Big Dam Area

Within the Big Dam apron, boulders with high grade gold values as high as 94.2 g/t occur. The number of high-grade gold mineralized boulders are as high if not better than those associated with the Meliadine gold system (compare Tables 1a and 1b). 

What is equally important is that many of these boulders occur within several distinct trains embedded within the apron (Figure 6). 

Highlighted Big Dam Gold Assays
















Table 1a. Highlighted boulder gold assay values, boulders recovered within the Big Dam gold grain-in-till dispersal apron. Note that these values are as high if not higher than those recovered from the Meliadine gold system (see Table 1b).

Highlighted Meliadine Gold Assays



















Table 1b. Highlighted boulder assays recovered from the Meladine gold system.

Annex Area

Like the Big Dam area, mineralized boulders occur within the Keely Lake dispersal corridor. Also, boulder geochemistry indicates high grade gold mineralization (up to 727 g/t Au). However, unlike the Big Dam area, mineralization also points to source(s) of high grade silver (up to 111g/t Au) and copper (up to 4.05%)(Tables 2a and 2b). This boulder geochemistry indicates a completely different mineral system, again emphasizing that this system is distinct from the Big Dam area.

Figure 6. Gold mineralized boulder trains, Big Dam area of the TPK property. The distribution of these boulders terminate at targets identified by the red circles (see “Targeting For Success” section of this summary).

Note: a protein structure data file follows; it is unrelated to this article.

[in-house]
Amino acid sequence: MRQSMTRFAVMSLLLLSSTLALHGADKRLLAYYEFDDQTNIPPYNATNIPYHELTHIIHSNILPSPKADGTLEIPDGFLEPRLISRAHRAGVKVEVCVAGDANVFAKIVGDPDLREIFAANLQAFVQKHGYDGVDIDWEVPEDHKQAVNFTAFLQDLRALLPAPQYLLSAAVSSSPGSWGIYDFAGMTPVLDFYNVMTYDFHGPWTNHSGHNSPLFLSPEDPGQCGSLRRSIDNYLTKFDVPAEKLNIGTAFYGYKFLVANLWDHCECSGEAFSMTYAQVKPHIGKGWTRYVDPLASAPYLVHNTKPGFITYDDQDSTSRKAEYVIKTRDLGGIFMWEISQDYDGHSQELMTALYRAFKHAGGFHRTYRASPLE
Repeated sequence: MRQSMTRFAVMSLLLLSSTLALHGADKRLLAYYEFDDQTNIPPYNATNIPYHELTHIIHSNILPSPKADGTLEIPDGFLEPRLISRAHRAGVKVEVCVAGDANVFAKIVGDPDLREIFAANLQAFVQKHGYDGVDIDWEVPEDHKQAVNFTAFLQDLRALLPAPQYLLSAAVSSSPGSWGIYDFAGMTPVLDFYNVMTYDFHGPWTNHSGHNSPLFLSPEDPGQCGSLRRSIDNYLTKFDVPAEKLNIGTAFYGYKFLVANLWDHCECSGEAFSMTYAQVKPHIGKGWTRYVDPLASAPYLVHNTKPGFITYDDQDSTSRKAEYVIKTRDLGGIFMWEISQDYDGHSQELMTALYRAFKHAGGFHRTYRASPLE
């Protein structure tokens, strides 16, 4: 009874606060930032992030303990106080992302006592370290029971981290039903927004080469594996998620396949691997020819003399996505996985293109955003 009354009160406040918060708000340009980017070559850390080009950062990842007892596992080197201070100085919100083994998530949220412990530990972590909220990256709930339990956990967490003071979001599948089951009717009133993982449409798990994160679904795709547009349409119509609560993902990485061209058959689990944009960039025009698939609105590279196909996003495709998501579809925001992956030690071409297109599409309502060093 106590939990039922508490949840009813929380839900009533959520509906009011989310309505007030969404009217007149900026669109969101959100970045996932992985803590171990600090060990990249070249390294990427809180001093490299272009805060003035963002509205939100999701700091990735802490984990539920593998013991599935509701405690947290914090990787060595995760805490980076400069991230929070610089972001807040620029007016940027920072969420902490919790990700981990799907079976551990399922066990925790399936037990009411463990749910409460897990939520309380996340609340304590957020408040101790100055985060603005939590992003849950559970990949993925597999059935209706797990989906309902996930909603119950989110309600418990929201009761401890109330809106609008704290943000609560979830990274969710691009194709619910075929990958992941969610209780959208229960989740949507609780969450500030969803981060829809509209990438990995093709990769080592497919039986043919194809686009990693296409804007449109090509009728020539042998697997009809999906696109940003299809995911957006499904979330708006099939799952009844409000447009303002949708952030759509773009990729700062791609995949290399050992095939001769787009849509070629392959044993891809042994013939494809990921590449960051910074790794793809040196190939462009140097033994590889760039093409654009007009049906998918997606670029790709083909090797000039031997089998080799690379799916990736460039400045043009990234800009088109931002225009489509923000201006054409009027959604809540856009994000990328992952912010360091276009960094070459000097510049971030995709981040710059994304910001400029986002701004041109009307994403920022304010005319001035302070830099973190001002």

Highlighted Annex Gold Assays
Year Boulders Gold
Collected Collected
2011 101 727
2017 186 133

Table 2a. Highlighted boulder gold assay values. Boulders collected from within the Keely Lake dispersal corridor.

In fact, the distribution of the mineralized boulders indicates a distinct source for the gold- silver bearing boulders vs copper- silver bearing ones. The gold-bearing boulders appear to be sourced from the mafic volcanic-diorite contact. The copper-bearing boulders appear to be sourced from a strong NE-SW induced polarized geophysical trend associated with the contact between a gabbro plug and the diorite terrane (Figure 7).

Highlighted Annex Boulder with high Silver and Copper Assays 























<0.01 727.0


2.35 3.37


1.46 2.13









1.99 4.28

Table 2b. Highlighted boulder silver, copper and gold assay values. Boulders collected from within the  Keely Lake dispersal corridor.

Figure 7. Distribution of high-grade gold-silver and copper-silver boulders indicate two potential and distinct sources of mineralization. Gold-silver boulders associated with the Mafic Volcanic/Diorite terrane contact and the copper-silver boulders associated with a strong geophysical IP trend at the contact between a Gabbro plug/ Diorite terrane contact.

High Grade, Drill Core Intersections

Big Dam Area

A discovery core drill hole in 2010 intersected 25.87 g/t Au over 13.45m. This hole is associated with the Goose Lake target within the Big Dam area of the property. However, it was determined that the actual target at Goose Lake was missed. This was determined after re-logging drill core from this hole, and material from several other drill cores associated with this target: and putting the collar locations and drill hole traces into context with the local magnetic geophysical signature. 

Drill traces in 2010 were oriented generally north to south in an attempt to intersect what at the time was thought to be mineralization associated with a west to east, magnetic geophysical trend in the Goose Lake area (Figure 8)(1st derivative magnetic data). What was ignored by the Company in control of the drill program at the time were breaks in the same magnetic signature suggesting additional structures aligned NW to SW. These were thought by Northern Superior to be critical in the process of gold mineralization. The NW-SW trend is more clearly observed in the lateral gradient magnetic data (Figure 9).